The future of the Marvel Cinematic Universe remains in flux as the novel coronavirus pandemic keeps the movie business from doing, well, any business at all. But if there is a light at the other end of the tunnel, it's the fact that we're getting a sequel to the 2016 Marvel movie Doctor Strange with none other than Sam Raimi in the director's chair.
Marvel couldn't have done better, and one scene in 2004's Spider-Man 2 reveals exactly why.
On Tuesday, Raimi confirmed to the press that he's directing Doctor Strange in the Multiverse of Madness, an upcoming Marvel movie slated to be released in theaters on November 5, 2021. (It was previously scheduled for May 2021, but the pandemic forced Marvel Studios to reshuffle its movie slate.) The film will be a sequel to Doctor Strange, which introduced Benedict Cumberbatch to the Marvel Cinematic Universe as the mystic superhero created by Stan Lee and Steve Ditko.
Doctor Strange director Scott Derrickson, who first broke into Hollywood making scary movies like The Exorcism of Emily Rose, was set to return as the director for Multiverse of Madness, a movie touted by Derrickson to be one of the first horror films in the Marvel franchise. In a twist, Marvel Studios president Kevin Feige backtracked that idea in December, telling New York Film Academy students at a Q&A, "I wouldn’t necessarily say that’s a horror film, but it is, as Scott Derrickson, our director, has pitched it, it’ll be a big MCU film with scary sequences in it."
It appears that Derrickson and Marvel were at conflict over the tone of Multiverse of Madness, culminating in Derrickson's exit from the film in early 2020. (He'll be credited as an executive producer.) A little while later, The Evil Dead and Spider-Man director Sam Raimi's name started circling around the project. He finally confirmed his involvement with the movie Tuesday while promoting his anthology horror series 50 States of Fright on Quibi.
“I loved Doctor Strange as a kid, but he was always after Spider-Man and Batman for me, he was probably at number five for me of great comic book characters,” Raimi said. He brought up a throwaway gag he included in his movie Spider-Man 2, in which a Daily Bugle employee suggests Doc Ock's name to be "Doctor Strange," prompting J. Jonah Jameson (J.K. Simmons) to say, "It's taken."
“He was so original, but when we had that moment in Spider-Man 2, I had no idea that we would ever be making a Doctor Strange movie, so it was really funny to me that coincidentally that line was in the movie," Raimi said. "I gotta say I wish we had the foresight to know that I was going to be involved in the project.”
Coincidentally, Spider-Man 2 has a standout scene that explains why Sam Raimi is everything Marvel seems to be looking for in a director for Doctor Strange.
"Anyone take shop class?"
It begins with the high-pitched whirr of a buzzsaw. And then, a mechanical creep, like if a robotic centipede had just awoken and is crawling off-screen. After that: Mayhem.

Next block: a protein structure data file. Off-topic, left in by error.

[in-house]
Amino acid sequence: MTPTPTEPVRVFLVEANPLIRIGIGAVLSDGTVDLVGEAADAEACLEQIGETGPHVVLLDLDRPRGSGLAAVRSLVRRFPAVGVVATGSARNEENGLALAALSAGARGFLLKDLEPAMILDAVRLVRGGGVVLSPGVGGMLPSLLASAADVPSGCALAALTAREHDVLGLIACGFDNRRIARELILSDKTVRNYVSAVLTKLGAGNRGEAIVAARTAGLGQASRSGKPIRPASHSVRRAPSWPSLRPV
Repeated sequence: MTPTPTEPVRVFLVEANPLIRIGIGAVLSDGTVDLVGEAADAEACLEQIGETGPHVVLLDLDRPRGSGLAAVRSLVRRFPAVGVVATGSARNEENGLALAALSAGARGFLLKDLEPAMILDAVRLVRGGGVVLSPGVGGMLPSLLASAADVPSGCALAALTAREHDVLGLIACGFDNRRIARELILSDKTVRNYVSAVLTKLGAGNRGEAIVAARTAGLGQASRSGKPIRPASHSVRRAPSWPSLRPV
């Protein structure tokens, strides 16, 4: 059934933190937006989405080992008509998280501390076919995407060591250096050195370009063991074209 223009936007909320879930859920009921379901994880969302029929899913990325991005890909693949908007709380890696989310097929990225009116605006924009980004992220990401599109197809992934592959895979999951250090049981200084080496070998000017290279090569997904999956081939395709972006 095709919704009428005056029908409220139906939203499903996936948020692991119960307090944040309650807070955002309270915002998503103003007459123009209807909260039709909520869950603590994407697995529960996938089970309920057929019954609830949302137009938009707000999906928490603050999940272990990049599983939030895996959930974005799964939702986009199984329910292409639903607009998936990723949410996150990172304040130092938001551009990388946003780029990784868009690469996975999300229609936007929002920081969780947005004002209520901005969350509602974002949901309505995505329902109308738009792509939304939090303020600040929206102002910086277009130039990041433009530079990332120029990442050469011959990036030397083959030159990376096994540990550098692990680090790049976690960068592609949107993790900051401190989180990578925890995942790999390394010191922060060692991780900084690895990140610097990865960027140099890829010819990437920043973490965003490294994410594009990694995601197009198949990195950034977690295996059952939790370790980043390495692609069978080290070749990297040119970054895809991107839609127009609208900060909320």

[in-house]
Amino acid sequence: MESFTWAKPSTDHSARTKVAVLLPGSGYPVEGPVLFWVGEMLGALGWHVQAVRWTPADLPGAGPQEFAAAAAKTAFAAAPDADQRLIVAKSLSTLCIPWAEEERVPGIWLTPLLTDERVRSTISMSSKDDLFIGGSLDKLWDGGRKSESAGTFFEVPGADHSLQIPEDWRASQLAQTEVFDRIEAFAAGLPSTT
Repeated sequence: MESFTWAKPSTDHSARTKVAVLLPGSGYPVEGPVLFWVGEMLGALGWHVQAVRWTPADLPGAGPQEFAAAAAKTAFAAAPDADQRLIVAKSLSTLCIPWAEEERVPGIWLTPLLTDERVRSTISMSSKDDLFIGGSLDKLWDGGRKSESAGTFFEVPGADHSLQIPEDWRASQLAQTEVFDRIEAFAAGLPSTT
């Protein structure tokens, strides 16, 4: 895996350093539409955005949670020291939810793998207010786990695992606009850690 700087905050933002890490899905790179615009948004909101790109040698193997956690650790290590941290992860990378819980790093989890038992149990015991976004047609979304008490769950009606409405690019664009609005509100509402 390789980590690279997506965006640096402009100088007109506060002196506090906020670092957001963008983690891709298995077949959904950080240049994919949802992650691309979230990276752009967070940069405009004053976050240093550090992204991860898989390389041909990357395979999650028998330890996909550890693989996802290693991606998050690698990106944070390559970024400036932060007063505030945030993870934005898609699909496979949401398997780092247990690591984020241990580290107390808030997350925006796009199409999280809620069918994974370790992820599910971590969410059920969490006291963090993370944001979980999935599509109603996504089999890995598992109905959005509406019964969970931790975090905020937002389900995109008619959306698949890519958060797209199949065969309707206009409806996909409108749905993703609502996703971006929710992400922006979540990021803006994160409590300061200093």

In Spider-Man 2, an incredible continuation of Raimi's already impressive Spider-Man released in 2002, Peter Parker (Tobey Maguire) continues to struggle with the responsibilities of being both a Spider-Man and a man. As Pete tries to uphold justice as a superhero, he watches his personal life fall apart, forcing him to make a decision that may make him be Spider-Man no more. The film also starred Alfred Molina as Dr. Otto Octavius, a brilliant scientist who becomes attached to four mechanical limbs, turning him into the villain Doctor Octopus, or "Doc Ock."
About a quarter into the movie, after Octavius' renewable energy demonstration goes awry, he is placed in a hospital where surgeons attempt to remove the mechanical limbs. What follows is a madcap five minute sequence where the limbs come "alive" and massacre the doctors and nurses. In the middle of a multi-million dollar superhero movie, there is a disturbingly violent (and disturbingly hilarious) sequence ripped straight of a midnight B-horror movie.
There's no dramatic orchestral score. Just deadly silence punctuated by the yelps and screams of helpless people unaware of what they've awoken, an eldritch evil made possible by technology. The walls are drawn by the shadows of bodies and darting metal eels, a nurse scratches the floor as she's dragged into a dark corner, and one doctor tries to chainsaw a limb off (an homage to Raimi's own Evil Dead, no doubt) until you hear only a slam! and the image of a limp hand on the ground.
The single scene contains all of Raimi's visual pizzazz and diversity of tone, from comedy to terror, something he established through his cult Evil Dead/Army of Darkness trilogy (three films that starred Bruce Campbell, who playfully joked on Twitter about a cameo in Doctor Strange). The sequence expertly shows Raimi's range, evoking B-horror visuals in ways that are both amazing and playful. It's so dark that it's funny, and it's funny because it's shockingly so dark.
Horror has always had a sense of humor, but no one epitomizes it more than Sam Raimi. After his Spider-Man trilogy, Raimi returned to horror with 2010's Drag Me to Hell, another black comedy horror movie that threw the director back into his Evil Dead days. Now, he's returning to the Marvel Universe, this time helming a feature with a deadpan, snark sorcerer who is expected to wrestle with the forces of darkness in ways we yet can't imagine.
At least we know it'll be a scary good time.
Doctor Strange in the Multiverse of Madness will be released in theaters on November 5, 2021.